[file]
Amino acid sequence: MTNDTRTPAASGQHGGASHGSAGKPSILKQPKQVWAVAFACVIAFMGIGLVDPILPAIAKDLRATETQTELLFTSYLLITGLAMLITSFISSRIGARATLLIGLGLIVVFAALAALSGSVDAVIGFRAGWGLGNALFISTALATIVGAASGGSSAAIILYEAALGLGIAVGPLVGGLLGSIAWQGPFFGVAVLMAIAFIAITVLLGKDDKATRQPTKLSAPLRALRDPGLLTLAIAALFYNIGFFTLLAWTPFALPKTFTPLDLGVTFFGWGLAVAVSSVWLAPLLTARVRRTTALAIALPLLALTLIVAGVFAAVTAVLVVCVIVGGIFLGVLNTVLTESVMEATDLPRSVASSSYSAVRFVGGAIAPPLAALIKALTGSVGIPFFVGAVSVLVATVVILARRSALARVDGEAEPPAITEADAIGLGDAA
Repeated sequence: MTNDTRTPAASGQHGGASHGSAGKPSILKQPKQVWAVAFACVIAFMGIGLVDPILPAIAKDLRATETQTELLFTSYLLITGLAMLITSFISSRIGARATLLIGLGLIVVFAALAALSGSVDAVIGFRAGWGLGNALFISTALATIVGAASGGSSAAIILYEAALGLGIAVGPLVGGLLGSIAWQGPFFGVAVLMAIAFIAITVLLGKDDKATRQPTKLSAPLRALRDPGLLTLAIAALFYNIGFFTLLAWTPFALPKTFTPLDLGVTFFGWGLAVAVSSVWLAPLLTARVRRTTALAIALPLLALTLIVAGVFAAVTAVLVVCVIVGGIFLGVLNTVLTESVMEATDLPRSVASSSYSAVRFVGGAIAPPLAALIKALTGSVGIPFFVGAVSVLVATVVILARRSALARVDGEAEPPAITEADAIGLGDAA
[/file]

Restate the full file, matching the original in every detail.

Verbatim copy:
Amino acid sequence: MTNDTRTPAASGQHGGASHGSAGKPSILKQPKQVWAVAFACVIAFMGIGLVDPILPAIAKDLRATETQTELLFTSYLLITGLAMLITSFISSRIGARATLLIGLGLIVVFAALAALSGSVDAVIGFRAGWGLGNALFISTALATIVGAASGGSSAAIILYEAALGLGIAVGPLVGGLLGSIAWQGPFFGVAVLMAIAFIAITVLLGKDDKATRQPTKLSAPLRALRDPGLLTLAIAALFYNIGFFTLLAWTPFALPKTFTPLDLGVTFFGWGLAVAVSSVWLAPLLTARVRRTTALAIALPLLALTLIVAGVFAAVTAVLVVCVIVGGIFLGVLNTVLTESVMEATDLPRSVASSSYSAVRFVGGAIAPPLAALIKALTGSVGIPFFVGAVSVLVATVVILARRSALARVDGEAEPPAITEADAIGLGDAA
Repeated sequence: MTNDTRTPAASGQHGGASHGSAGKPSILKQPKQVWAVAFACVIAFMGIGLVDPILPAIAKDLRATETQTELLFTSYLLITGLAMLITSFISSRIGARATLLIGLGLIVVFAALAALSGSVDAVIGFRAGWGLGNALFISTALATIVGAASGGSSAAIILYEAALGLGIAVGPLVGGLLGSIAWQGPFFGVAVLMAIAFIAITVLLGKDDKATRQPTKLSAPLRALRDPGLLTLAIAALFYNIGFFTLLAWTPFALPKTFTPLDLGVTFFGWGLAVAVSSVWLAPLLTARVRRTTALAIALPLLALTLIVAGVFAAVTAVLVVCVIVGGIFLGVLNTVLTESVMEATDLPRSVASSSYSAVRFVGGAIAPPLAALIKALTGSVGIPFFVGAVSVLVATVVILARRSALARVDGEAEPPAITEADAIGLGDAA